Large panels of comprehensively characterized human cancer models, including the Cancer Cell Line Encyclopedia (CCLE), have provided a rigorous framework with which to study genetic variants, candidate targets, and small-molecule and biological therapeutics and to identify new marker-driven cancer dependencies. To improve our understanding of the molecular features that contribute to cancer phenotypes, including drug responses, here we have expanded the characterizations of cancer cell lines to include genetic, RNA splicing, DNA methylation, histone H3 modification, microRNA expression and reverse-phase protein array data for 1,072 cell lines from individuals of various lineages and ethnicities. Integration of these data with functional characterizations such as drug-sensitivity, short hairpin RNA knockdown and CRISPR-Cas9 knockout data reveals potential targets for cancer drugs and associated biomarkers. Together, this dataset and an accompanying public data portal provide a resource for the acceleration of cancer research using model cancer cell lines.
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http://dx.doi.org/10.1038/s41586-019-1186-3DOI Listing
http://www.ncbi.nlm.nih.gov/pmc/articles/PMC6697103PMC
May 2019

Vulnerabilities in mIDH2 AML confer sensitivity to APL-like targeted combination therapy.

Cell Res 2019 06 25;29(6):446-459. Epub 2019 Apr 25.

Cancer Research Institute, Beth Israel Deaconess Cancer Center; Department of Medicine and Pathology, Beth Israel Deaconess Medical Center, Harvard Medical School, Boston, MA, USA; Ludwig Center at Harvard, Harvard Medical School, Boston, MA, USA.

Although targeted therapies have proven effective and even curative in human leukaemia, resistance often ensues. IDH enzymes are mutated in ~20% of human AML, with targeted therapies under clinical evaluation. We here characterize leukaemia evolution from mutant IDH2 (mIDH2)-dependence to independence identifying key targetable vulnerabilities of mIDH2 leukaemia that are retained during evolution and progression from early to late stages. Mechanistically, we find that mIDH2 leukaemia are metastable and vulnerable at two distinct levels. On the one hand, they are characterized by oxidative and genotoxic stress, in spite of increased 1-carbon metabolism and glutathione levels. On the other hand, mIDH2 leukaemia display inhibition of LSD1 and a resulting transcriptional signature of all-trans retinoic acid (ATRA) sensitization, in spite of a state of suppressed ATRA signalling due to increased levels of PIN1. We further identify GSH/ROS and PIN1/LSD1 as critical nodes for leukaemia maintenance and the combination of ATRA and arsenic trioxide (ATO) as a key therapeutic modality to target these vulnerabilities. Strikingly, we demonstrate that the combination of ATRA and ATO proves to be a powerfully synergistic and effective therapy in a number of mouse and human mIDH1/2 leukemic models. Thus, our findings pave the way towards the treatment of a sizable fraction of human AMLs through targeted APL-like combinatorial therapies.
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http://dx.doi.org/10.1038/s41422-019-0162-7DOI Listing
http://www.ncbi.nlm.nih.gov/pmc/articles/PMC6796925PMC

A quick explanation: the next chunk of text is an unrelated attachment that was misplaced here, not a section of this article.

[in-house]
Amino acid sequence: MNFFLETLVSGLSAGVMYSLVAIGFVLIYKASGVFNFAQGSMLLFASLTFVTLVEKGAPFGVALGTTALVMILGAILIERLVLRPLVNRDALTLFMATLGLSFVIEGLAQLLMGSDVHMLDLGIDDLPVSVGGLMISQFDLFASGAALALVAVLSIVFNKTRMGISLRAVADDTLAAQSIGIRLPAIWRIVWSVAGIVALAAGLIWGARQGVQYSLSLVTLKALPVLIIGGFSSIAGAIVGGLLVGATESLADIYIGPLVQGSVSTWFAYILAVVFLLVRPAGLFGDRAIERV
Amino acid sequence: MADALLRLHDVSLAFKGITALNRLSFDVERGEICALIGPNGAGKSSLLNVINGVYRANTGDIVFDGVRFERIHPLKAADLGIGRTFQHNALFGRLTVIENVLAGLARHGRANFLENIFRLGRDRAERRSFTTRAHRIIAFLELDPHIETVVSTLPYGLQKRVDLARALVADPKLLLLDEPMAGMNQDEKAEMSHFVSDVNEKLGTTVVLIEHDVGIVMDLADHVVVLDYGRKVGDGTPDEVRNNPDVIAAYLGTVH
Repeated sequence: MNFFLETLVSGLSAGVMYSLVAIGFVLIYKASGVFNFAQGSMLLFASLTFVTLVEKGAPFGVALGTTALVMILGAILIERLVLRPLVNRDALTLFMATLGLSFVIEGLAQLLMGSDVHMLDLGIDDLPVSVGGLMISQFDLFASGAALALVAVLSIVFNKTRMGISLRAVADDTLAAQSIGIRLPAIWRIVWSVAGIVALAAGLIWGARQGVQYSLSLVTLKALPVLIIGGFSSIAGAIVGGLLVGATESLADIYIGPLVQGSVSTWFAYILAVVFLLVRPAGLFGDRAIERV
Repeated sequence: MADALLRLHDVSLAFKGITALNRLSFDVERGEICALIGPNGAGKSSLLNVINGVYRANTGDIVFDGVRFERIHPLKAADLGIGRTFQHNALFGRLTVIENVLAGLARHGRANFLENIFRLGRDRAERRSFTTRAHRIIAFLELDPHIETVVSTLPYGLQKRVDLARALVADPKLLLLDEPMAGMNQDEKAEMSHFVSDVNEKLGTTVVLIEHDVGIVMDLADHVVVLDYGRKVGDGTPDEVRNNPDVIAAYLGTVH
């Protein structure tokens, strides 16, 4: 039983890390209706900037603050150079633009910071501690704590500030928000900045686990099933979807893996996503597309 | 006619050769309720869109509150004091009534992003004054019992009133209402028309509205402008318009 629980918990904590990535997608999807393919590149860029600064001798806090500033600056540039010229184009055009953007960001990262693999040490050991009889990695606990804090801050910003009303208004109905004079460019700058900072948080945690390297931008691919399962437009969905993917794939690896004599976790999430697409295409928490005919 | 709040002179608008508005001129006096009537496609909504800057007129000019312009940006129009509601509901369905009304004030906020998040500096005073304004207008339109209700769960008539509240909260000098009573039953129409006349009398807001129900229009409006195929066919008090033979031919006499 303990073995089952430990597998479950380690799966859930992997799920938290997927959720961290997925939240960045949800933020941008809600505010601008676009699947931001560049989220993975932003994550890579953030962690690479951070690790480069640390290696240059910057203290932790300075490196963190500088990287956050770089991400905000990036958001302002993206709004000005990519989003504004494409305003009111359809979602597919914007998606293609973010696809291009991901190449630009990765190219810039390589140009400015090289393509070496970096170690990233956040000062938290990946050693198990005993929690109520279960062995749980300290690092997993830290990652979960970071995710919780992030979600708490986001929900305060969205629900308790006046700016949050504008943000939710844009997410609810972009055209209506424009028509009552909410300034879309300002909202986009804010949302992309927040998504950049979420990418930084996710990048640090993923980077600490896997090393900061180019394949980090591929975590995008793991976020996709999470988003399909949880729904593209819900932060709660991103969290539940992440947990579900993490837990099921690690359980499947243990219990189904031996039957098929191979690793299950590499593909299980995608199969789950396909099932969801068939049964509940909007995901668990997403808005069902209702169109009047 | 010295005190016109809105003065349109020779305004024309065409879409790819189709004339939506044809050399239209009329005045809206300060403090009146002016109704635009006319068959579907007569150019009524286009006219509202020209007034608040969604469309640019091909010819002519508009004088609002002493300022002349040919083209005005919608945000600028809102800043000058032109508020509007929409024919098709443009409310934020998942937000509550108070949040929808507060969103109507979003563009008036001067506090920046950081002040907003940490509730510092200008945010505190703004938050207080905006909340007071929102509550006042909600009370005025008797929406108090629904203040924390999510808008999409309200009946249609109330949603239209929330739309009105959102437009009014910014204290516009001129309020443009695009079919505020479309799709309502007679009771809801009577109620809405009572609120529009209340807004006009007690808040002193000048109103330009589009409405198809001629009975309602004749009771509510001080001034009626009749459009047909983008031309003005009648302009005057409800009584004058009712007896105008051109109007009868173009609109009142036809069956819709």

June 2019

Tagraxofusp in Blastic Plasmacytoid Dendritic-Cell Neoplasm.

N Engl J Med 2019 04;380(17):1628-1637

From the University of Texas M.D. Anderson Cancer Center, Houston (N.P., M.D., H.M.K., M.K.); Dana-Farber Cancer Institute (A.A.L.) and Boston University School of Medicine (J.M.S.), Boston, and Veristat, Southborough (J.B.) - all in Massachusetts; H. Lee Moffitt Cancer Center, Tampa, FL (K.L.S., J.E.L.); City of Hope National Medical Center, Duarte, CA (A.S.S.); Ohio State University, Columbus (S.V.); Winship Cancer Institute of Emory University, Atlanta (W.B.); Duke University Medical Center, Durham, NC (D.A.R.); and Roswell Park Comprehensive Cancer Center, Buffalo (E.S.W.), and Stemline Therapeutics, New York (S. Spence, S. Shemesh, C.L.B., I.B.) - both in New York.

Background: Blastic plasmacytoid dendritic-cell neoplasm (BPDCN) is an aggressive hematologic cancer that is caused by transformed plasmacytoid dendritic cells that overexpress interleukin-3 receptor subunit alpha (IL3RA or CD123). Tagraxofusp (SL-401) is a CD123-directed cytotoxin consisting of human interleukin-3 fused to truncated diphtheria toxin.

Methods: In this open-label, multicohort study, we assigned 47 patients with untreated or relapsed BPDCN to receive an intravenous infusion of tagraxofusp at a dose of 7 μg or 12 μg per kilogram of body weight on days 1 to 5 of each 21-day cycle. Treatment continued until disease progression or unacceptable toxic effects. The primary outcome was the combined rate of complete response and clinical complete response among patients who had not received previous treatment for BPDCN. A secondary outcome was the duration of response.

Results: Of the 47 patients, 32 were receiving tagraxofusp as first-line treatment and 15 had received previous treatment. The median age of the patients was 70 years (range, 22 to 84). Among the 29 previously untreated patients who received tagraxofusp at a dose of 12 μg per kilogram, the primary outcome occurred in 21 (72%), and the overall response rate was 90%; of these patients, 45% went on to undergo stem-cell transplantation. Survival rates at 18 and 24 months were 59% and 52%, respectively. Among the 15 previously treated patients, the response rate was 67%, and the median overall survival was 8.5 months. The most common adverse events were increased levels of alanine aminotransferase (64%) and aspartate aminotransferase (60%), hypoalbuminemia (55%), peripheral edema (51%), and thrombocytopenia (49%). Capillary leak syndrome was reported in 19% of the patients and was associated with one death in each of the dose subgroups.